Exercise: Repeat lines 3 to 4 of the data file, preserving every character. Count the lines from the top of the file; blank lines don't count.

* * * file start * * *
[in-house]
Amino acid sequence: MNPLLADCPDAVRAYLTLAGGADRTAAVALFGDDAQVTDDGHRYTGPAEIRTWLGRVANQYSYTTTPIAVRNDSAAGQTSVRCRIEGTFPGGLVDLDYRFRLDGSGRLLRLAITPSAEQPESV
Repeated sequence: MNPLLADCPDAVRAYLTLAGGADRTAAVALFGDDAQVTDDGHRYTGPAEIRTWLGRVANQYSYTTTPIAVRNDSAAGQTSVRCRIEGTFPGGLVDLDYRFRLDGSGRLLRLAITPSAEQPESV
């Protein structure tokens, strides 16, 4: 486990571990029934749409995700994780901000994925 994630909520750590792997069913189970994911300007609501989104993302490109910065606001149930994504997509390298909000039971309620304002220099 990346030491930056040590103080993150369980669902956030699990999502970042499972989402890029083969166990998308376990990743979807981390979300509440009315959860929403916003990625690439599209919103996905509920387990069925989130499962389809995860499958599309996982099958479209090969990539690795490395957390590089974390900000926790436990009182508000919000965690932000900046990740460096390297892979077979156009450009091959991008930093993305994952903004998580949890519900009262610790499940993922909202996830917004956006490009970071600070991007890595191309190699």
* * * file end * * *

Repeated sequence: MNPLLADCPDAVRAYLTLAGGADRTAAVALFGDDAQVTDDGHRYTGPAEIRTWLGRVANQYSYTTTPIAVRNDSAAGQTSVRCRIEGTFPGGLVDLDYRFRLDGSGRLLRLAITPSAEQPESV
């Protein structure tokens, strides 16, 4: 486990571990029934749409995700994780901000994925 994630909520750590792997069913189970994911300007609501989104993302490109910065606001149930994504997509390298909000039971309620304002220099 990346030491930056040590103080993150369980669902956030699990999502970042499972989402890029083969166990998308376990990743979807981390979300509440009315959860929403916003990625690439599209919103996905509920387990069925989130499962389809995860499958599309996982099958479209090969990539690795490395957390590089974390900000926790436990009182508000919000965690932000900046990740460096390297892979077979156009450009091959991008930093993305994952903004998580949890519900009262610790499940993922909202996830917004956006490009970071600070991007890595191309190699």